Are More Russia Sanctions the Answer? Treasury, State Preparing Reports That Go Beyond Punishment for Election-Meddling

Russian President Vladimir Putin delivers a speech at the Forum of Small Towns and Historical Settlements in Kolomna, Russia, on January 17. AFP via Getty Images/Alexander Nemenov

Congress and millions across the country have called for punishing Russia over its meddling and interference in the 2016 election that saw President Donald Trump rise to the nation's highest political office.

Days before the Treasury and State Departments must file congressionally mandated reports detailing potential new sanctions, a closer look at the issues involved shows that the undertaking goes far deeper than simply punishing Russia's economy, or payback for election interference.

Experts explained to Newsweek the impact current sanctions have already had on Russia's economy, particularly in the energy sector, while the Treasury and State Departments detailed the agencies involved and how U.S. policy would be applied.

The process is complex, involving European allies, Russian President Vladimir Putin and his backers, and may not really break from policies the U.S. has adhered to for years.

In July, Congress overwhelmingly passed the Countering America's Adversaries Through Sanctions Act of 2017 (CAATSA). The act, signed by the president in August despite his protest, ordered the Trump administration to sanction companies and individuals within Russia's defense and intelligence sectors.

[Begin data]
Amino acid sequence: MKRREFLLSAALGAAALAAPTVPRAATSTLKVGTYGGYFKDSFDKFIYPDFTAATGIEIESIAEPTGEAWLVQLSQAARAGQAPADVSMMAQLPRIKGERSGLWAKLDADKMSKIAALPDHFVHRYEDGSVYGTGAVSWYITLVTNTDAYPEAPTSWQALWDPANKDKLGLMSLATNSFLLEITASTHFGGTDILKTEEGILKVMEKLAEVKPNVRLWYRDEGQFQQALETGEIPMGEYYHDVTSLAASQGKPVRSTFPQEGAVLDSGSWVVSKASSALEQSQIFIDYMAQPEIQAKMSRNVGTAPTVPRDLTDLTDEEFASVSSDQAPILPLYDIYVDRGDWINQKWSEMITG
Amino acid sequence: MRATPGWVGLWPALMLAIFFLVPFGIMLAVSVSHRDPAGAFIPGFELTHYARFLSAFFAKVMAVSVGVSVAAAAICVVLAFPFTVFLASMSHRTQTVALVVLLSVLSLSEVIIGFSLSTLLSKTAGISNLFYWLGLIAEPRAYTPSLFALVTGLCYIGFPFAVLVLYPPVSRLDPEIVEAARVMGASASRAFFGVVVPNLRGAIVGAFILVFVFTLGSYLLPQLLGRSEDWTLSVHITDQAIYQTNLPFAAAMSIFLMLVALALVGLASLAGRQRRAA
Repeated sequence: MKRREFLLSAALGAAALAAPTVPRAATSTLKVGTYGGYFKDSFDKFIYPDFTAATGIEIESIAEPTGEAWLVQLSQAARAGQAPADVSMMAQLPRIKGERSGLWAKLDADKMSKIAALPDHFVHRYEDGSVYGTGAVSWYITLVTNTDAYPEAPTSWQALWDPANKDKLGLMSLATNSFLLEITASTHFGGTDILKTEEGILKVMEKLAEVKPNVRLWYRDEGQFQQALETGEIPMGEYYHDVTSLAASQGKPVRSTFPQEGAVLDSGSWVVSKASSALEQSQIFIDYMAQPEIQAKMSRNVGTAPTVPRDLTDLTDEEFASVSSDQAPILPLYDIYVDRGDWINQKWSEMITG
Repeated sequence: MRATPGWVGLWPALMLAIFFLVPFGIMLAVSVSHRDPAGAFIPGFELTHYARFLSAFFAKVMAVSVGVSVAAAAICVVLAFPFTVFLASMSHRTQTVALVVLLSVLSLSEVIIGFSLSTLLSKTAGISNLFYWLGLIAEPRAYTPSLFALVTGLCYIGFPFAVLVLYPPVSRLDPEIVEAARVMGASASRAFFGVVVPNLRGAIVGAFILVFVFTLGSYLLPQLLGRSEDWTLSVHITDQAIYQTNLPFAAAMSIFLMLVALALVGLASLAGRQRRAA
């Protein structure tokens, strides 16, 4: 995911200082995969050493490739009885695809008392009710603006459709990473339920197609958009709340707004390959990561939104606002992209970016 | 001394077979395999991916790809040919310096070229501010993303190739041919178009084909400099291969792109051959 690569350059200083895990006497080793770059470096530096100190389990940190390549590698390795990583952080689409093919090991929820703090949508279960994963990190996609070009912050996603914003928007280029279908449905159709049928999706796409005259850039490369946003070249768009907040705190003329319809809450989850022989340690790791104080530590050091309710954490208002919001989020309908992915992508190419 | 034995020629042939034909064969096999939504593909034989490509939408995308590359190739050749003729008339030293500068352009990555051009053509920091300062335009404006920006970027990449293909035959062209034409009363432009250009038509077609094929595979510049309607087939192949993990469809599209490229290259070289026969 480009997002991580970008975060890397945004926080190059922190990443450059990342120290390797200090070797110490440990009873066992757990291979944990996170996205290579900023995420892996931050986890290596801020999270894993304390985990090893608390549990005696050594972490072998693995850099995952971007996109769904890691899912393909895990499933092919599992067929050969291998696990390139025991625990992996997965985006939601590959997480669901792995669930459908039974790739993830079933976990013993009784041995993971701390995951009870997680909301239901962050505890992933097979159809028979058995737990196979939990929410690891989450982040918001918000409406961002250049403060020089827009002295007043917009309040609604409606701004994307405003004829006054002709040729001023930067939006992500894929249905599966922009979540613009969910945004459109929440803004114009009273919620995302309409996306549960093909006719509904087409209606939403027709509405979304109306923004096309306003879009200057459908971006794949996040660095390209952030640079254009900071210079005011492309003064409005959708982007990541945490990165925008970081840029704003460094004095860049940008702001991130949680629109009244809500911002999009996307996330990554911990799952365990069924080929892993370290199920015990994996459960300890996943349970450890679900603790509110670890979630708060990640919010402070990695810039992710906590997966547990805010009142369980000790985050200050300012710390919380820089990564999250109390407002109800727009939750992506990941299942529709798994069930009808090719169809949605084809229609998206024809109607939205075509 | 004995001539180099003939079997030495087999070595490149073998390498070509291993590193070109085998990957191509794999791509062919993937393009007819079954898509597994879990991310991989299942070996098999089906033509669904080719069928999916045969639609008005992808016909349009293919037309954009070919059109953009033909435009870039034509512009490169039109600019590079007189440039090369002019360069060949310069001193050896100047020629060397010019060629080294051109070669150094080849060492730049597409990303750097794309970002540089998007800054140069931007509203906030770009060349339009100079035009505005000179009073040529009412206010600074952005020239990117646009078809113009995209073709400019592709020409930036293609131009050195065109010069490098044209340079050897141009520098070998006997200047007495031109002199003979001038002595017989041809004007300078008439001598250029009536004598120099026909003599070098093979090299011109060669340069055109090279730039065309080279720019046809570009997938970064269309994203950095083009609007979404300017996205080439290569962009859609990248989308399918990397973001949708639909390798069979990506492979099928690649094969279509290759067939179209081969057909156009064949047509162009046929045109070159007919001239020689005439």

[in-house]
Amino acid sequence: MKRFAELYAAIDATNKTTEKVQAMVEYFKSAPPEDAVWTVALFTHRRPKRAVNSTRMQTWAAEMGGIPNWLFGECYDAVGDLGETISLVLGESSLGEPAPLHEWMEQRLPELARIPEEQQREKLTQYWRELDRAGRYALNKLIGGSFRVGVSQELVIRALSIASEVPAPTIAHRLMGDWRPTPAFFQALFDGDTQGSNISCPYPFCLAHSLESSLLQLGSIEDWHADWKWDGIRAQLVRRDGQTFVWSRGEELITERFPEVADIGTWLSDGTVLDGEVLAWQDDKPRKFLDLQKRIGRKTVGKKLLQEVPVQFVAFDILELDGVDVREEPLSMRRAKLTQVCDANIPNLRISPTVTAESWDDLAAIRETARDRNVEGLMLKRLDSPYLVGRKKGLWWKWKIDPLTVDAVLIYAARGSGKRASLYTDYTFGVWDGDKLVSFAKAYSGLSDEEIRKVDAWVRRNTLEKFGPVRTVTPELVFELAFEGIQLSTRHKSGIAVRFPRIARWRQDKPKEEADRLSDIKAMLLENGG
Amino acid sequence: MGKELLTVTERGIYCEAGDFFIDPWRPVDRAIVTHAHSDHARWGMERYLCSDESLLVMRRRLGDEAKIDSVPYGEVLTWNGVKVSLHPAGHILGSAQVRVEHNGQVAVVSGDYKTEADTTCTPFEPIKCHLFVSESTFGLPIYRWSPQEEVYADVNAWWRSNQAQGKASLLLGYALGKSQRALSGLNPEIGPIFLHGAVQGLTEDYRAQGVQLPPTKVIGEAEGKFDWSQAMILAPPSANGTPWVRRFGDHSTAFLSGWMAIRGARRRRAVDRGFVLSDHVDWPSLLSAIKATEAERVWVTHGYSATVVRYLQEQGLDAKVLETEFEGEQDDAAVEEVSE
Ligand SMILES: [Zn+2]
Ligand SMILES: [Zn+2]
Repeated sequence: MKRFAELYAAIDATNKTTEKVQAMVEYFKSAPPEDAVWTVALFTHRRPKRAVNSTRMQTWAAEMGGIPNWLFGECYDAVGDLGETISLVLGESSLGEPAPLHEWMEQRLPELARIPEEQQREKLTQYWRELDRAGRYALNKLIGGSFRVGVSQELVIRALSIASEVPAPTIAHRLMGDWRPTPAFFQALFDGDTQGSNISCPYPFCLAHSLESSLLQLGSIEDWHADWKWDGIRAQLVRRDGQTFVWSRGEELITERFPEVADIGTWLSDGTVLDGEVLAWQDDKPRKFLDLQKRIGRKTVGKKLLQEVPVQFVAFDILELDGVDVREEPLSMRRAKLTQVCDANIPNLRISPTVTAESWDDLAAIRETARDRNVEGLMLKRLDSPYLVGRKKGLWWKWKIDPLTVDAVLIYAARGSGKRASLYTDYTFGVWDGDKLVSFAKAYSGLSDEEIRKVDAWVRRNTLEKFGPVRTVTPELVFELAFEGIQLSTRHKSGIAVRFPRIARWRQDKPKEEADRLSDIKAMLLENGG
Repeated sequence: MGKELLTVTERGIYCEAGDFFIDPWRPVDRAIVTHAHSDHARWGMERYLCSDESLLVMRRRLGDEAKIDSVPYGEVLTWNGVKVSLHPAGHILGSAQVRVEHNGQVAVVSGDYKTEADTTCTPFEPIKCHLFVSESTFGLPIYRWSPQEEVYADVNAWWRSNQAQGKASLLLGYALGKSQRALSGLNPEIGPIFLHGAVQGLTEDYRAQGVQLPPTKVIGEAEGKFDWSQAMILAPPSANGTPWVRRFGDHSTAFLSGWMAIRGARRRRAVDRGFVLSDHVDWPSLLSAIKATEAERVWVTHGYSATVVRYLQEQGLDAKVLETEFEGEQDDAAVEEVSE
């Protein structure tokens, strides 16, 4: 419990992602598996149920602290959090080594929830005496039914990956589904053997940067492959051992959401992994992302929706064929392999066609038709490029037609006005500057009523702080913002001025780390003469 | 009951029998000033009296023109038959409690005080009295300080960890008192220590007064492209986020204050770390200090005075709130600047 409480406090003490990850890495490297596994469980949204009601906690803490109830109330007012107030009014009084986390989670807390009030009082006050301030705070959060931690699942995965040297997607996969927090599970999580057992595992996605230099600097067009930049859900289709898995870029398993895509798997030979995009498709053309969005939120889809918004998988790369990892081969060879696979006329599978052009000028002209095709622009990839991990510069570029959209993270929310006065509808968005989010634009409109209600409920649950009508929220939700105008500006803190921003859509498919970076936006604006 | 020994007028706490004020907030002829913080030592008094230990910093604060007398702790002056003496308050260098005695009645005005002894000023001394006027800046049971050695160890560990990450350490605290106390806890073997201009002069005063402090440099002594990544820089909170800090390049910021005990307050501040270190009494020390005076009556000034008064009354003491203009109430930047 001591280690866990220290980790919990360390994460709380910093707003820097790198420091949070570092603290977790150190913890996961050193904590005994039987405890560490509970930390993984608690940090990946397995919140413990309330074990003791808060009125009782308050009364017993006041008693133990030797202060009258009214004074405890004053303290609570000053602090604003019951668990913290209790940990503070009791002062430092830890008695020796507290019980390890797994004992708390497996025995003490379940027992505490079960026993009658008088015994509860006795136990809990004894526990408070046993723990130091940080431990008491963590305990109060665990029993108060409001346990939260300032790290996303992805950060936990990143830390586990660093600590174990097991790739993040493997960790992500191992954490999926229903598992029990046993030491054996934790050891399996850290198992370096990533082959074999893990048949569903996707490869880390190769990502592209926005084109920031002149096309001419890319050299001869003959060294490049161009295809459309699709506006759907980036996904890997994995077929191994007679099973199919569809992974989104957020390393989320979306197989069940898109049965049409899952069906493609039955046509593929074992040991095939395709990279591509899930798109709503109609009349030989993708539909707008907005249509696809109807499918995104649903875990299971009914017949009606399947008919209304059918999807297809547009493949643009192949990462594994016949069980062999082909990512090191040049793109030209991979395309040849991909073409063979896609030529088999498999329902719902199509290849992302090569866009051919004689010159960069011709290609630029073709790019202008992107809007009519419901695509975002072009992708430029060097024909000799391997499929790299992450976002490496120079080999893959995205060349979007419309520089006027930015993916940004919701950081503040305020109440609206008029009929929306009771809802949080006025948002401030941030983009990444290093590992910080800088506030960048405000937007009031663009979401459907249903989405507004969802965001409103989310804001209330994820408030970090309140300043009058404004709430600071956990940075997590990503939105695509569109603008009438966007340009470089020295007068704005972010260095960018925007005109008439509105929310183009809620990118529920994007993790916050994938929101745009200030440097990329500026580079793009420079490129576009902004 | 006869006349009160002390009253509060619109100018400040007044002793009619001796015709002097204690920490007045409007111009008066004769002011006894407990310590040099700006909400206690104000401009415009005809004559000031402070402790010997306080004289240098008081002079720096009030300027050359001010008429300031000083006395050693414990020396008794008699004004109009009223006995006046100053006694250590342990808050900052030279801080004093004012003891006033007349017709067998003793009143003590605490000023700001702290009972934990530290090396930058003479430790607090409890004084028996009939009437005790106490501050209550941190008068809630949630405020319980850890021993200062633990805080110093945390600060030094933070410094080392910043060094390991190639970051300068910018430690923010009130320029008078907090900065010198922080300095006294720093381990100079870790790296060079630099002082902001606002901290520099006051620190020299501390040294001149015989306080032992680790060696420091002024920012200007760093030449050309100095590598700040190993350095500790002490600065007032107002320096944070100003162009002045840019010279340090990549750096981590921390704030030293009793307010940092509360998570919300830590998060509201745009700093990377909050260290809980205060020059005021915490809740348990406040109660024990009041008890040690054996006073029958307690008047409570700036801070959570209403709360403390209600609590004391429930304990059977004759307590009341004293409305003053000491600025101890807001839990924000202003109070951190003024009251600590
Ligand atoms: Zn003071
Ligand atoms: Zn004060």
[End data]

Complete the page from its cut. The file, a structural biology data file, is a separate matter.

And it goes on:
The act stipulated that Congress could stop Trump from removing sanctions. He challenged it as unconstitutional, which only led to further accusations of the billionaire having ties to Russia he has not disclosed.

Suspicions were exacerbated when the administration missed a key CAATSA deadline. The administration had until early October to list the companies and people subject to sanctions, but did so three weeks late.

Eventually, 33 companies linked to Russia's defense sector, and six individuals tied to the intelligence sector, were named. Should companies around the world do business with those Russian entities and people named, they could be subject to penalties.